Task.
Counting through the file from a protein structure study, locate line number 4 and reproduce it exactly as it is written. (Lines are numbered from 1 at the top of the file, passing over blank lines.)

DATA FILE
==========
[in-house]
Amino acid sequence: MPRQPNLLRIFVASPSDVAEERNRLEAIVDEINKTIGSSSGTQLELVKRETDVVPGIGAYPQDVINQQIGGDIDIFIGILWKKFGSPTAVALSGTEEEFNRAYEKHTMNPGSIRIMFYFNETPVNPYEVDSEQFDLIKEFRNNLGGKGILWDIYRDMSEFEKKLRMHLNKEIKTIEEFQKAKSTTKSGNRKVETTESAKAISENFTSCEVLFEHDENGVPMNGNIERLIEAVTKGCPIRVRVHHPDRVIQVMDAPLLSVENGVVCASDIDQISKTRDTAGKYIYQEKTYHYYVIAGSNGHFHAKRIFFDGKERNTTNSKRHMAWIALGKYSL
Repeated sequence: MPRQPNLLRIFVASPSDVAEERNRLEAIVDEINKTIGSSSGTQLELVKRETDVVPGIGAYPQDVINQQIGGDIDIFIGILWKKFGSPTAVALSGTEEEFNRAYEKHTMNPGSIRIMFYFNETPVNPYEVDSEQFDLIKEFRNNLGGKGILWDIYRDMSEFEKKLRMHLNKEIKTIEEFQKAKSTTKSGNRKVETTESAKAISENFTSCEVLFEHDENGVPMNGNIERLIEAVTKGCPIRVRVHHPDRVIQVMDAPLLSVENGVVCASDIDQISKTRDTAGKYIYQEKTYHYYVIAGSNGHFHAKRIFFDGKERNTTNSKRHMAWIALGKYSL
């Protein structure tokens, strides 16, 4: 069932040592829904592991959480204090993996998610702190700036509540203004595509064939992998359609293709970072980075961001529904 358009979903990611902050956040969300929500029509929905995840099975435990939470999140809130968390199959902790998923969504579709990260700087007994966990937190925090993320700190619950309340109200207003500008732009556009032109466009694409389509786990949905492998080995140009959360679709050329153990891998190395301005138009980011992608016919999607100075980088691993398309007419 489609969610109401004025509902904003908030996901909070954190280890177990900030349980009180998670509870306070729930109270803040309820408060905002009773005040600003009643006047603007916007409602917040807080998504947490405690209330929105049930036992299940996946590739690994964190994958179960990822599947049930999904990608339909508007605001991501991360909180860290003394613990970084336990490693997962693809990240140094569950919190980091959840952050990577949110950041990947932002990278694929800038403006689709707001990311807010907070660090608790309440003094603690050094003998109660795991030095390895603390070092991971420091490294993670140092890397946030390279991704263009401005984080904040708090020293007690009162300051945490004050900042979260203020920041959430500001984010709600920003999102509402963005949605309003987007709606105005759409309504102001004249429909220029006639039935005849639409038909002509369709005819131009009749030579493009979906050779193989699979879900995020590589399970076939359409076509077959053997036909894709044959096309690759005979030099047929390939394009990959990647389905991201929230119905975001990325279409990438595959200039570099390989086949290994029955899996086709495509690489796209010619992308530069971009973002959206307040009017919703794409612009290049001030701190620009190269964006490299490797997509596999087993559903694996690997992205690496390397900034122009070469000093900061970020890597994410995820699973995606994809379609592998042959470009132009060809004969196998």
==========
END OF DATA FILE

């Protein structure tokens, strides 16, 4: 069932040592829904592991959480204090993996998610702190700036509540203004595509064939992998359609293709970072980075961001529904 358009979903990611902050956040969300929500029509929905995840099975435990939470999140809130968390199959902790998923969504579709990260700087007994966990937190925090993320700190619950309340109200207003500008732009556009032109466009694409389509786990949905492998080995140009959360679709050329153990891998190395301005138009980011992608016919999607100075980088691993398309007419 489609969610109401004025509902904003908030996901909070954190280890177990900030349980009180998670509870306070729930109270803040309820408060905002009773005040600003009643006047603007916007409602917040807080998504947490405690209330929105049930036992299940996946590739690994964190994958179960990822599947049930999904990608339909508007605001991501991360909180860290003394613990970084336990490693997962693809990240140094569950919190980091959840952050990577949110950041990947932002990278694929800038403006689709707001990311807010907070660090608790309440003094603690050094003998109660795991030095390895603390070092991971420091490294993670140092890397946030390279991704263009401005984080904040708090020293007690009162300051945490004050900042979260203020920041959430500001984010709600920003999102509402963005949605309003987007709606105005759409309504102001004249429909220029006639039935005849639409038909002509369709005819131009009749030579493009979906050779193989699979879900995020590589399970076939359409076509077959053997036909894709044959096309690759005979030099047929390939394009990959990647389905991201929230119905975001990325279409990438595959200039570099390989086949290994029955899996086709495509690489796209010619992308530069971009973002959206307040009017919703794409612009290049001030701190620009190269964006490299490797997509596999087993559903694996690997992205690496390397900034122009070469000093900061970020890597994410995820699973995606994809379609592998042959470009132009060809004969196998």